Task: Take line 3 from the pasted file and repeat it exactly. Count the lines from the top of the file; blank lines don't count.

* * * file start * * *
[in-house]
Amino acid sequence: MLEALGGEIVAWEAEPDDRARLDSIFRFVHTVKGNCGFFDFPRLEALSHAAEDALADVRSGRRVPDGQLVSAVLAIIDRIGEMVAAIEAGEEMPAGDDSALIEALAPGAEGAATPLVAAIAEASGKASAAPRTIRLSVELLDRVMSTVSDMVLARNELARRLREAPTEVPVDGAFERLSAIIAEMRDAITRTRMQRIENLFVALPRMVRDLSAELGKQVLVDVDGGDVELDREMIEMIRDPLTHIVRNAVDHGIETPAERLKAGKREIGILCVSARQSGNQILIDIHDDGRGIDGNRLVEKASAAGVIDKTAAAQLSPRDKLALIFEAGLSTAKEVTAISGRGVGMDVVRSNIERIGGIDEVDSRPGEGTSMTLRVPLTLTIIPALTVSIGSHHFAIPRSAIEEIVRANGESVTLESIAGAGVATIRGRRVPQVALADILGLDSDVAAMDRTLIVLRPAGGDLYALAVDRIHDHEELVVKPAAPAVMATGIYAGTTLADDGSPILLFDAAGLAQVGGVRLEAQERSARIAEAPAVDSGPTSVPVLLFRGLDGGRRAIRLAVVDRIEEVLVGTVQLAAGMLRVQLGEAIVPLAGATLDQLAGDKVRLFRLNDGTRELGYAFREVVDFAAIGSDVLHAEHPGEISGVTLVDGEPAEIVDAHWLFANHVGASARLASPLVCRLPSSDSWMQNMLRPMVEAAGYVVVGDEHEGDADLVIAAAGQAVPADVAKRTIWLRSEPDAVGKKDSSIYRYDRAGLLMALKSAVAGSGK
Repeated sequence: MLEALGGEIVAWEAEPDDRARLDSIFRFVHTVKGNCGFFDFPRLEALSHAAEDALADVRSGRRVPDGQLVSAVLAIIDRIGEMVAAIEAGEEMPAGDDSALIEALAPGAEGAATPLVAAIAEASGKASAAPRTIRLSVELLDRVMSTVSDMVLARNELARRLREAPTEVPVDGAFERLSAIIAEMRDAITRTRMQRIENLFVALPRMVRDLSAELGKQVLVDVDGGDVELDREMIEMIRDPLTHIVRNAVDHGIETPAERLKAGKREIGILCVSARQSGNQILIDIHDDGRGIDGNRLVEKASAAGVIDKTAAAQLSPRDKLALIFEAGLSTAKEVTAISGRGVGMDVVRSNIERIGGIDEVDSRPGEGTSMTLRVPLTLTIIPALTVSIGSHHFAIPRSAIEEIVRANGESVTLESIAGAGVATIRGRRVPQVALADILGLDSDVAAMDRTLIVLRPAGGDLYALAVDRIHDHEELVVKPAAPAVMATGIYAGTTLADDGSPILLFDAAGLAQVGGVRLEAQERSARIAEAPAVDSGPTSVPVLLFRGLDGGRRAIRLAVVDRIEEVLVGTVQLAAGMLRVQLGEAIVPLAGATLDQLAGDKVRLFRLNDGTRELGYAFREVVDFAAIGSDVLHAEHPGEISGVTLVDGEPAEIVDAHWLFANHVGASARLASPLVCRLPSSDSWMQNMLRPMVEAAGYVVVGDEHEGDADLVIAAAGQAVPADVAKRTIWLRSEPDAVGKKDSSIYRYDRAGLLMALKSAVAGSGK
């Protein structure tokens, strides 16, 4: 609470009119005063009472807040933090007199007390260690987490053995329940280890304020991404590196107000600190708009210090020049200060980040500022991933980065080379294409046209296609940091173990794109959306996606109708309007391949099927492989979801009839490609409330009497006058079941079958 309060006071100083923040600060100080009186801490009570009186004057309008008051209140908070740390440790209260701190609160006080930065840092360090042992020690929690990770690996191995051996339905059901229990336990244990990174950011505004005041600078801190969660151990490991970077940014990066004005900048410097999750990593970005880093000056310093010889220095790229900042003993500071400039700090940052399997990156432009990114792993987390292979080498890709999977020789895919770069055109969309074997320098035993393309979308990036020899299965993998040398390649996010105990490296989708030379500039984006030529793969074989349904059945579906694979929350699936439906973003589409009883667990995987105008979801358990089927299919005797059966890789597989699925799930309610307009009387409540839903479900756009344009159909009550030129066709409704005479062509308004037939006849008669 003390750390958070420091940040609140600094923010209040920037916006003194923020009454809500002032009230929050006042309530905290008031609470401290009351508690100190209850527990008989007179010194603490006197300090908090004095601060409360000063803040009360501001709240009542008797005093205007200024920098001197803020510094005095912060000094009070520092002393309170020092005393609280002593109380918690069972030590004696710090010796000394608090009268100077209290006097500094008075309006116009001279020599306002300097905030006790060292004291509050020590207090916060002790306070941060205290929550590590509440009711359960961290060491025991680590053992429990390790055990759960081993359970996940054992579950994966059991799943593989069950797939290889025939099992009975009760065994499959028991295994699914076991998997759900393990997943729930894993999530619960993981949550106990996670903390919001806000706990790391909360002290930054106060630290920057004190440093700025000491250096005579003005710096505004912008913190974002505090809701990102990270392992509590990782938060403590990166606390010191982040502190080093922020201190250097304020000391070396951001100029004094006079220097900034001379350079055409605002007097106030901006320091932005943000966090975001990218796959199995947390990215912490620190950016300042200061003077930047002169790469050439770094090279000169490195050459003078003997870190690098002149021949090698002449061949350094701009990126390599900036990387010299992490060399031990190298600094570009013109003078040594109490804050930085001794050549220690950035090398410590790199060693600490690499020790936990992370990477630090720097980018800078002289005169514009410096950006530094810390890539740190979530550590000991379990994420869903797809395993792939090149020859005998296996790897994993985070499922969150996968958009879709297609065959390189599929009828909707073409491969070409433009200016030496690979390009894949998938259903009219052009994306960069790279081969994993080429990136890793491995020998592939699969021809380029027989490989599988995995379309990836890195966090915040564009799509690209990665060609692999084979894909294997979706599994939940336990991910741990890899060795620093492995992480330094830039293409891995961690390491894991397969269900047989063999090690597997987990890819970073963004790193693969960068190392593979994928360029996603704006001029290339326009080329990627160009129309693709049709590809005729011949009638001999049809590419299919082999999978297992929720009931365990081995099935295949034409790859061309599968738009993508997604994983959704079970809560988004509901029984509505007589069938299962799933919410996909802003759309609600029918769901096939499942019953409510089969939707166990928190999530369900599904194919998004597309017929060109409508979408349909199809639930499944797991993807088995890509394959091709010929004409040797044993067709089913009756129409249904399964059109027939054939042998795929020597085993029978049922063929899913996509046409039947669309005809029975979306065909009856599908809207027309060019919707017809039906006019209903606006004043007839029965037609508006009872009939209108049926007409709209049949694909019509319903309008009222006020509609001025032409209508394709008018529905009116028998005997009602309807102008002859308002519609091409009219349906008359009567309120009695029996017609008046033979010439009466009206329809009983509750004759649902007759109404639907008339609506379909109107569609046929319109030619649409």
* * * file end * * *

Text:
Repeated sequence: MLEALGGEIVAWEAEPDDRARLDSIFRFVHTVKGNCGFFDFPRLEALSHAAEDALADVRSGRRVPDGQLVSAVLAIIDRIGEMVAAIEAGEEMPAGDDSALIEALAPGAEGAATPLVAAIAEASGKASAAPRTIRLSVELLDRVMSTVSDMVLARNELARRLREAPTEVPVDGAFERLSAIIAEMRDAITRTRMQRIENLFVALPRMVRDLSAELGKQVLVDVDGGDVELDREMIEMIRDPLTHIVRNAVDHGIETPAERLKAGKREIGILCVSARQSGNQILIDIHDDGRGIDGNRLVEKASAAGVIDKTAAAQLSPRDKLALIFEAGLSTAKEVTAISGRGVGMDVVRSNIERIGGIDEVDSRPGEGTSMTLRVPLTLTIIPALTVSIGSHHFAIPRSAIEEIVRANGESVTLESIAGAGVATIRGRRVPQVALADILGLDSDVAAMDRTLIVLRPAGGDLYALAVDRIHDHEELVVKPAAPAVMATGIYAGTTLADDGSPILLFDAAGLAQVGGVRLEAQERSARIAEAPAVDSGPTSVPVLLFRGLDGGRRAIRLAVVDRIEEVLVGTVQLAAGMLRVQLGEAIVPLAGATLDQLAGDKVRLFRLNDGTRELGYAFREVVDFAAIGSDVLHAEHPGEISGVTLVDGEPAEIVDAHWLFANHVGASARLASPLVCRLPSSDSWMQNMLRPMVEAAGYVVVGDEHEGDADLVIAAAGQAVPADVAKRTIWLRSEPDAVGKKDSSIYRYDRAGLLMALKSAVAGSGK